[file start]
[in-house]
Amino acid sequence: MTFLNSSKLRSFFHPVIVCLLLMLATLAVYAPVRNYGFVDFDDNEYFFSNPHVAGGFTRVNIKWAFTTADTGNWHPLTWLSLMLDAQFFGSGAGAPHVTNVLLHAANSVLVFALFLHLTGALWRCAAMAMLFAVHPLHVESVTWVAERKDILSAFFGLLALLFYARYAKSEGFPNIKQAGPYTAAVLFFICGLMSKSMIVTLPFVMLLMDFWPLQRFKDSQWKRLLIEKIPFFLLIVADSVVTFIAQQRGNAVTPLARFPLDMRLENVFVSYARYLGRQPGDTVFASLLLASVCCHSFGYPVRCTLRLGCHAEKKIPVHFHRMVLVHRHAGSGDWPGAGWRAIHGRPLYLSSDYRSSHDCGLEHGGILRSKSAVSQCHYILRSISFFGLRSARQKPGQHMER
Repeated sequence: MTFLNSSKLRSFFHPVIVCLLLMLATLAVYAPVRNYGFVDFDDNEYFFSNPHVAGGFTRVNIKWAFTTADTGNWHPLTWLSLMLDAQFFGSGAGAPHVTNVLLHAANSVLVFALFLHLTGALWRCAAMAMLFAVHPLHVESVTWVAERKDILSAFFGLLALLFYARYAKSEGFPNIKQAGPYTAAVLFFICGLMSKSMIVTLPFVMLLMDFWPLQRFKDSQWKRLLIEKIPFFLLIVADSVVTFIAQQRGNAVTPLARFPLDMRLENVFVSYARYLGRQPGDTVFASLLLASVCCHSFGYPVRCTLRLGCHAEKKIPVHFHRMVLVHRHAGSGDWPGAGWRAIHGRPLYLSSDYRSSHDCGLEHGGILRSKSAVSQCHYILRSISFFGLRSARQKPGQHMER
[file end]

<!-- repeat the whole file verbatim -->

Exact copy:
[in-house]
Amino acid sequence: MTFLNSSKLRSFFHPVIVCLLLMLATLAVYAPVRNYGFVDFDDNEYFFSNPHVAGGFTRVNIKWAFTTADTGNWHPLTWLSLMLDAQFFGSGAGAPHVTNVLLHAANSVLVFALFLHLTGALWRCAAMAMLFAVHPLHVESVTWVAERKDILSAFFGLLALLFYARYAKSEGFPNIKQAGPYTAAVLFFICGLMSKSMIVTLPFVMLLMDFWPLQRFKDSQWKRLLIEKIPFFLLIVADSVVTFIAQQRGNAVTPLARFPLDMRLENVFVSYARYLGRQPGDTVFASLLLASVCCHSFGYPVRCTLRLGCHAEKKIPVHFHRMVLVHRHAGSGDWPGAGWRAIHGRPLYLSSDYRSSHDCGLEHGGILRSKSAVSQCHYILRSISFFGLRSARQKPGQHMER
Repeated sequence: MTFLNSSKLRSFFHPVIVCLLLMLATLAVYAPVRNYGFVDFDDNEYFFSNPHVAGGFTRVNIKWAFTTADTGNWHPLTWLSLMLDAQFFGSGAGAPHVTNVLLHAANSVLVFALFLHLTGALWRCAAMAMLFAVHPLHVESVTWVAERKDILSAFFGLLALLFYARYAKSEGFPNIKQAGPYTAAVLFFICGLMSKSMIVTLPFVMLLMDFWPLQRFKDSQWKRLLIEKIPFFLLIVADSVVTFIAQQRGNAVTPLARFPLDMRLENVFVSYARYLGRQPGDTVFASLLLASVCCHSFGYPVRCTLRLGCHAEKKIPVHFHRMVLVHRHAGSGDWPGAGWRAIHGRPLYLSSDYRSSHDCGLEHGGILRSKSAVSQCHYILRSISFFGLRSARQKPGQHMER